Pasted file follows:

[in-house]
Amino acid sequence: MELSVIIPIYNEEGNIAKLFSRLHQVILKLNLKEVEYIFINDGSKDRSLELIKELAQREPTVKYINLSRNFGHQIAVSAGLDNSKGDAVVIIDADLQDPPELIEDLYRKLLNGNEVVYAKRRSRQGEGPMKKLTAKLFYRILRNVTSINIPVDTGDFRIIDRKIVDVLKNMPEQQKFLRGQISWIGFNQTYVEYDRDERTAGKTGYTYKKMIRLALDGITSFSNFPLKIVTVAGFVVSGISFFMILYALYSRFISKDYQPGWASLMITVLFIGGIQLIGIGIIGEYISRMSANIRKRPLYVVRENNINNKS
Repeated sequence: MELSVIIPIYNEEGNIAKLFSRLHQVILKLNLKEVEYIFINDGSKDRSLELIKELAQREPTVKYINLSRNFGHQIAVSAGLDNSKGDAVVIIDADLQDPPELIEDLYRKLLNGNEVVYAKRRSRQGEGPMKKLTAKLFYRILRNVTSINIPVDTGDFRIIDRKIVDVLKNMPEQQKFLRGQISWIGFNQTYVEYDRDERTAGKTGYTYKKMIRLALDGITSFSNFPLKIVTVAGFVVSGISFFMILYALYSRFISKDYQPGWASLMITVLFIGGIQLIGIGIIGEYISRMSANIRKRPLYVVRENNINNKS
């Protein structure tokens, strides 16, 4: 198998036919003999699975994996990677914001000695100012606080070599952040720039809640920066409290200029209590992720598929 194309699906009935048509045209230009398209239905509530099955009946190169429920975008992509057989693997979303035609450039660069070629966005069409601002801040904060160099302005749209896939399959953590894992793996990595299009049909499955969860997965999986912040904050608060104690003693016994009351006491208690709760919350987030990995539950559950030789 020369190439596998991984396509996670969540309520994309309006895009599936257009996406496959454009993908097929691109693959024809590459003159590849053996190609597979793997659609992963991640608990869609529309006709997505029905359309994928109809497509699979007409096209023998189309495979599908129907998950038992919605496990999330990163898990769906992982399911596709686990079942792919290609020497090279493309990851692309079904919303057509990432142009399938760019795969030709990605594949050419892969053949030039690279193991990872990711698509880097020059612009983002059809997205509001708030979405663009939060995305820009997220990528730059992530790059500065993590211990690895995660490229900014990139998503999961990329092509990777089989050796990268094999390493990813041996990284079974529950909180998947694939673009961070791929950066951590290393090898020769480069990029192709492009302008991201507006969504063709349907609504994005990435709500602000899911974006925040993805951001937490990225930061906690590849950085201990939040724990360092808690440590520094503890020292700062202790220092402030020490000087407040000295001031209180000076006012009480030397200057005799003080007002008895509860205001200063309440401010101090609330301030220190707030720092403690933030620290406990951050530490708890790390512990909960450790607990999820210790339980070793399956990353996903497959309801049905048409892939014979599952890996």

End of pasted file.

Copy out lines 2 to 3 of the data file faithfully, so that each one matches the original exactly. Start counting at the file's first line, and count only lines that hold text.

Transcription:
Amino acid sequence: MELSVIIPIYNEEGNIAKLFSRLHQVILKLNLKEVEYIFINDGSKDRSLELIKELAQREPTVKYINLSRNFGHQIAVSAGLDNSKGDAVVIIDADLQDPPELIEDLYRKLLNGNEVVYAKRRSRQGEGPMKKLTAKLFYRILRNVTSINIPVDTGDFRIIDRKIVDVLKNMPEQQKFLRGQISWIGFNQTYVEYDRDERTAGKTGYTYKKMIRLALDGITSFSNFPLKIVTVAGFVVSGISFFMILYALYSRFISKDYQPGWASLMITVLFIGGIQLIGIGIIGEYISRMSANIRKRPLYVVRENNINNKS
Repeated sequence: MELSVIIPIYNEEGNIAKLFSRLHQVILKLNLKEVEYIFINDGSKDRSLELIKELAQREPTVKYINLSRNFGHQIAVSAGLDNSKGDAVVIIDADLQDPPELIEDLYRKLLNGNEVVYAKRRSRQGEGPMKKLTAKLFYRILRNVTSINIPVDTGDFRIIDRKIVDVLKNMPEQQKFLRGQISWIGFNQTYVEYDRDERTAGKTGYTYKKMIRLALDGITSFSNFPLKIVTVAGFVVSGISFFMILYALYSRFISKDYQPGWASLMITVLFIGGIQLIGIGIIGEYISRMSANIRKRPLYVVRENNINNKS